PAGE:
Polymers from CO2: Using Renewable Electricity in Electrochemistry to Make Sustainable Materials
Current global climate actions are not sufficient in reducing CO2 concentration in the atmosphere and limiting global warming to 1.5-2° C by the end of the century. Unless urgent actions are taken to balance CO2 emissions and removals and urgently reduce the use of fossil carbon, phasing it out in the long term, climate change and biodiversity crises will accelerate, disrupting and threatening natural ecosystems and human societies.
Carbon Capture and Utilization (CCU) is attracting considerable attention as a new way to reduce the release of greenhouse gases into the atmosphere while valorizing CO2 through the production of sustainable fuels and green chemical intermediates. Previous studies suggest that CCU can lead to carbon neutral products especially when utilizing captured carbon for chemicals production, where they replace fossil feedstocks.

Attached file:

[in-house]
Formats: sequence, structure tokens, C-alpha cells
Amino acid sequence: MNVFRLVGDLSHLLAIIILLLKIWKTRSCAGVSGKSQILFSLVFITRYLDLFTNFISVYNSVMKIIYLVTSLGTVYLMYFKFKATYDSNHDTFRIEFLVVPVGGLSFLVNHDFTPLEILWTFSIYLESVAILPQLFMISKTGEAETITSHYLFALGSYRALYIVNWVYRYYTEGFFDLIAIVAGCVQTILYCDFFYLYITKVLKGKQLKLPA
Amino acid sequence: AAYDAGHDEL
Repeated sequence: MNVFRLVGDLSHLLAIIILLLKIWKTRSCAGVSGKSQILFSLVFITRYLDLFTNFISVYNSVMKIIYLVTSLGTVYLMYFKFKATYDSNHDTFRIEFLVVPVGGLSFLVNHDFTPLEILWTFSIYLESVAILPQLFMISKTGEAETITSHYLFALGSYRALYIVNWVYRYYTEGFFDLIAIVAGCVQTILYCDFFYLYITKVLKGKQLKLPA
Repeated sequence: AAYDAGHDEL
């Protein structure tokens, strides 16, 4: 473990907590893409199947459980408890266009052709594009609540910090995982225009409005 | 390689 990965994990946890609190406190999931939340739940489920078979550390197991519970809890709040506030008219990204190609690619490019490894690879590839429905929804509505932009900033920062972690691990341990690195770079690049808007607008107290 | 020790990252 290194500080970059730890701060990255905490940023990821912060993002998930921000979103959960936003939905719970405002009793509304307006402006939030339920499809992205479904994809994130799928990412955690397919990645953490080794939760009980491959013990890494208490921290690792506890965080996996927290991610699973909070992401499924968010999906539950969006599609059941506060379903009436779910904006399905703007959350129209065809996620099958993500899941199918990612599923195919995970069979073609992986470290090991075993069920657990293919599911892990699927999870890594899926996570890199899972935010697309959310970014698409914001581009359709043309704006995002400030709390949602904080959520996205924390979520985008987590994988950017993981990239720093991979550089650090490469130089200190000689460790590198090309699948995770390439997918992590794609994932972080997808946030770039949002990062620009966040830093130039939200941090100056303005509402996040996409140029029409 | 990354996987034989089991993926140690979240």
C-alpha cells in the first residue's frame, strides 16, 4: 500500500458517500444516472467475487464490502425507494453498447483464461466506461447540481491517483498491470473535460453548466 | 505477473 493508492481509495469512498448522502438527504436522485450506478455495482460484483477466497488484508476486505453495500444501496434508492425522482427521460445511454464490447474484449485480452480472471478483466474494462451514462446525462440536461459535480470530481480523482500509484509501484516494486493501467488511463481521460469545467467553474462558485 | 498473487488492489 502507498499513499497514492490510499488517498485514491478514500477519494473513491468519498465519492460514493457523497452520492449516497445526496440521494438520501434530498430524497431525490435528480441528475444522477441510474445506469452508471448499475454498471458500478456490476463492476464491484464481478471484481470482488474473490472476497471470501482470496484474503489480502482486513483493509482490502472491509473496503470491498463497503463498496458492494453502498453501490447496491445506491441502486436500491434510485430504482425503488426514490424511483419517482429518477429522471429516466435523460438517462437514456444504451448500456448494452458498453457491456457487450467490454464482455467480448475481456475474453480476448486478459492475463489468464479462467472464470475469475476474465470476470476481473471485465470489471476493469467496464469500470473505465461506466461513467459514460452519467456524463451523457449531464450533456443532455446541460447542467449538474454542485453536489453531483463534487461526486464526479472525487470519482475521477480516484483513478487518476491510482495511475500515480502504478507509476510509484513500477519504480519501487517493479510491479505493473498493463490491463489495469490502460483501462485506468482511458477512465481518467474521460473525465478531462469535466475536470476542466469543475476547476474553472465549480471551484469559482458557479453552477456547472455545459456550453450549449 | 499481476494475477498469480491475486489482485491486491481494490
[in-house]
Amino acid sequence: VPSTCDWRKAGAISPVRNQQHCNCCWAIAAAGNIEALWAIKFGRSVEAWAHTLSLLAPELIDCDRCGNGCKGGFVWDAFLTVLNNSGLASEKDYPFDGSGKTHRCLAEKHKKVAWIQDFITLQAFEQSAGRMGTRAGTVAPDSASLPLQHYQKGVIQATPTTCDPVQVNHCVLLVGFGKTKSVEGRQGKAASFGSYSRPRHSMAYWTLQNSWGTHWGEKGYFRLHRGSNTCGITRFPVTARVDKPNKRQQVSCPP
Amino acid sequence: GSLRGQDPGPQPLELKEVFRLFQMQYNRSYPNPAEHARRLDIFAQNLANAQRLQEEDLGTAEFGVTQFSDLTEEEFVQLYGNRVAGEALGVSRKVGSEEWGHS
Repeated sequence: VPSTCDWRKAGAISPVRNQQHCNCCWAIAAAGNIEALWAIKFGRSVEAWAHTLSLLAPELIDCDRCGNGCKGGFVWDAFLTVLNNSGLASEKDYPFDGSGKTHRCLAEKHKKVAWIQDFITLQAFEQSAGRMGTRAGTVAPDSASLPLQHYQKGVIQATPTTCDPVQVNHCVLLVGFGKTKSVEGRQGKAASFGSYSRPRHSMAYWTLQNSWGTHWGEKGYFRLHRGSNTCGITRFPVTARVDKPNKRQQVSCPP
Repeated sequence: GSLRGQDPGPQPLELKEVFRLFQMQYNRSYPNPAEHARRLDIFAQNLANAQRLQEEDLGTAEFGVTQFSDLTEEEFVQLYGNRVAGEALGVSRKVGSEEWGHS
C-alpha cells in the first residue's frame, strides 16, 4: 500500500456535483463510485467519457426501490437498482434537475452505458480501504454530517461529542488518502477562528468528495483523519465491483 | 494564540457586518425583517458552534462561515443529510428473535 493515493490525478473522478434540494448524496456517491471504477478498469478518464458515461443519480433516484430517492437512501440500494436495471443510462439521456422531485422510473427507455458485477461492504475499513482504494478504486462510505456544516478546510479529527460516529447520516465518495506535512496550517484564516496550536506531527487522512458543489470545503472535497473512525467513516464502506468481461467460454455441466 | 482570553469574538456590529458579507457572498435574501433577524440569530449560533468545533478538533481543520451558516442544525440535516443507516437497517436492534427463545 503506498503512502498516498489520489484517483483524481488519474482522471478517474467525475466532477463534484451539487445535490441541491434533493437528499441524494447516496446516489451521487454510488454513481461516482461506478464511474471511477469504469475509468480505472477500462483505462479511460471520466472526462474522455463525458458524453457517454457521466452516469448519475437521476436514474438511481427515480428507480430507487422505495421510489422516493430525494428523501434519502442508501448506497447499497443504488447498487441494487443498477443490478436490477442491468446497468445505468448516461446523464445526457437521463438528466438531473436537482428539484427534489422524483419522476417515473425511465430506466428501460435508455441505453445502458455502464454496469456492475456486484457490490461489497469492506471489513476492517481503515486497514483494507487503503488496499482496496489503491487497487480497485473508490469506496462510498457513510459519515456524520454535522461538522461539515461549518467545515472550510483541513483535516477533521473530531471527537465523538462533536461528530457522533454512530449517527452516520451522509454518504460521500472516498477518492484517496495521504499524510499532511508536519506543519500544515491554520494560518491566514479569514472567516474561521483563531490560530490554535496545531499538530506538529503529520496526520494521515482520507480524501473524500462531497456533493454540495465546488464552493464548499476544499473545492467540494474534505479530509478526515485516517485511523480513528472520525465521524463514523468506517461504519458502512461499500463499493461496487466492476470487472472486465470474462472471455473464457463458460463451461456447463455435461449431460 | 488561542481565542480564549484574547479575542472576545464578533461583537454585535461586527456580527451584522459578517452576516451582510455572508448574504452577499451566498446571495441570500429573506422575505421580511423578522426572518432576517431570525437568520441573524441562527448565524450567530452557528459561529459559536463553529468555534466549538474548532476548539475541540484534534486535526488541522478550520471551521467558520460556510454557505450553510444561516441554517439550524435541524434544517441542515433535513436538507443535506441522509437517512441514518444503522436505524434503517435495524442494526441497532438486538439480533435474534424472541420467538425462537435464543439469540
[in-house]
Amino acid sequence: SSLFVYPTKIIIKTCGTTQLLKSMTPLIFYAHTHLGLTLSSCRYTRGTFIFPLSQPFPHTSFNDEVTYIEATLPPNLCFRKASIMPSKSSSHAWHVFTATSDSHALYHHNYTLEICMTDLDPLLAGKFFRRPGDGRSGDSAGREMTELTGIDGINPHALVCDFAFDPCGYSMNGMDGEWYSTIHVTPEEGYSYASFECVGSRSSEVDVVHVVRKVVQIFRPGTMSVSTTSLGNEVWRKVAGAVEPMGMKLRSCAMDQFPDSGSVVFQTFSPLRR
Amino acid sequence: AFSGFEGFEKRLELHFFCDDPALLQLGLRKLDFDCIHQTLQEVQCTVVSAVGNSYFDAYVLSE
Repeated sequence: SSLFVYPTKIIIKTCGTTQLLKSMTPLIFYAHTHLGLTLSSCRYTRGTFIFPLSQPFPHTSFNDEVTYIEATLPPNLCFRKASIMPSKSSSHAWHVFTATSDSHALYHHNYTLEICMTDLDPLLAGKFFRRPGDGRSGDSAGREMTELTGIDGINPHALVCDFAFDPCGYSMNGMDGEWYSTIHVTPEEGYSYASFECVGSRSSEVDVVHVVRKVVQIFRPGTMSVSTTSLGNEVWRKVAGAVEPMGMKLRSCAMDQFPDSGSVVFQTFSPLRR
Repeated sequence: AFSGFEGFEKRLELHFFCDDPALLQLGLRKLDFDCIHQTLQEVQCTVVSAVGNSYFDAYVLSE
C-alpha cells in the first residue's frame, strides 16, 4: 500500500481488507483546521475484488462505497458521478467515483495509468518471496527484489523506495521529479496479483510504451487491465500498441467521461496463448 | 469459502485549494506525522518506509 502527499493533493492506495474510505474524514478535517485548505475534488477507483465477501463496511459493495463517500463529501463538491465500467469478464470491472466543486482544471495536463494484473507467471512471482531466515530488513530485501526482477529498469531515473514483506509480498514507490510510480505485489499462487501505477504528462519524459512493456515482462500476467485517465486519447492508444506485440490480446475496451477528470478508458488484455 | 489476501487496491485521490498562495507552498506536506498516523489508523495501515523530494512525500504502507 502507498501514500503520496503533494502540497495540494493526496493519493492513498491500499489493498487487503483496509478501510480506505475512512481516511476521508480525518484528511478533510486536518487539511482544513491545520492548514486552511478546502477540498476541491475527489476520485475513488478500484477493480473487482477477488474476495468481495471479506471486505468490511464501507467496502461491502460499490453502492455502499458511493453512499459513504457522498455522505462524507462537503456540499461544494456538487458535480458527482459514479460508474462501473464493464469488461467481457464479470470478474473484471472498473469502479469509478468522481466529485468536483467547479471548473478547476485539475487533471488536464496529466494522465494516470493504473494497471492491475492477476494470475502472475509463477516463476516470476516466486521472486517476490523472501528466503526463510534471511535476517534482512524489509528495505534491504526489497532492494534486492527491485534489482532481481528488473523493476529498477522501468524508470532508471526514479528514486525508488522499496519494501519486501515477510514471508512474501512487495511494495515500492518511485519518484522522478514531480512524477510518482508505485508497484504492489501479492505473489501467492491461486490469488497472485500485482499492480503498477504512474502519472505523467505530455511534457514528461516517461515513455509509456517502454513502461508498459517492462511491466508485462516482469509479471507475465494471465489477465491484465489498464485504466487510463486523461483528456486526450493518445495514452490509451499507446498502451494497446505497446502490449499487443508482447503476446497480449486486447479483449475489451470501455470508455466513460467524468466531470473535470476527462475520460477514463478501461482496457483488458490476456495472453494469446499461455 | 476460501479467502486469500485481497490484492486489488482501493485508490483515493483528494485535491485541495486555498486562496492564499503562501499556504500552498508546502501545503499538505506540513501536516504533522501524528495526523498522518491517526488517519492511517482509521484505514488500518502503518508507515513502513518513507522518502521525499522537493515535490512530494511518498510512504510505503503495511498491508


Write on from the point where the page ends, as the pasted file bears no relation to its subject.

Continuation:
Current fossil-based chemicals such as plastics cause a heavy environmental burden. In 2019, they generated 3.4% of global emissions, with 90% of these emissions coming from their production and conversion from fossil fuels. Additionally, we leave behind more than 13 million tonnes of plastic waste floating in our oceans. It would be highly beneficial to introduce new sustainable plastics which have a low carbon footprint, are easily recyclable as well as biodegradable.
There are different technologies for CCU which can produce a variety of chemicals. With electrochemistry we can use renewable electricity and directly convert CO2 with high selectivity and efficiency. Interesting monomers that can be produced electrochemically are oxalic acid and glycolic acid from which we can make novel polymers that perform better for their application and are better for the planet.
The question is how the many partners that are required for the process can be brought together. For a successful implementation we require a systemic approach and include stakeholders from CO2 producers to plastic producers, users, and consumers. How can everyone along the value chain benefit? What technical challenges lay ahead? And do we need governmental incentives and regulations?
Dr. Eric Schuler, Avantium Chemicals/University of Amsterdam
Prof. Gert-Jan Gruter, University of Amsterdam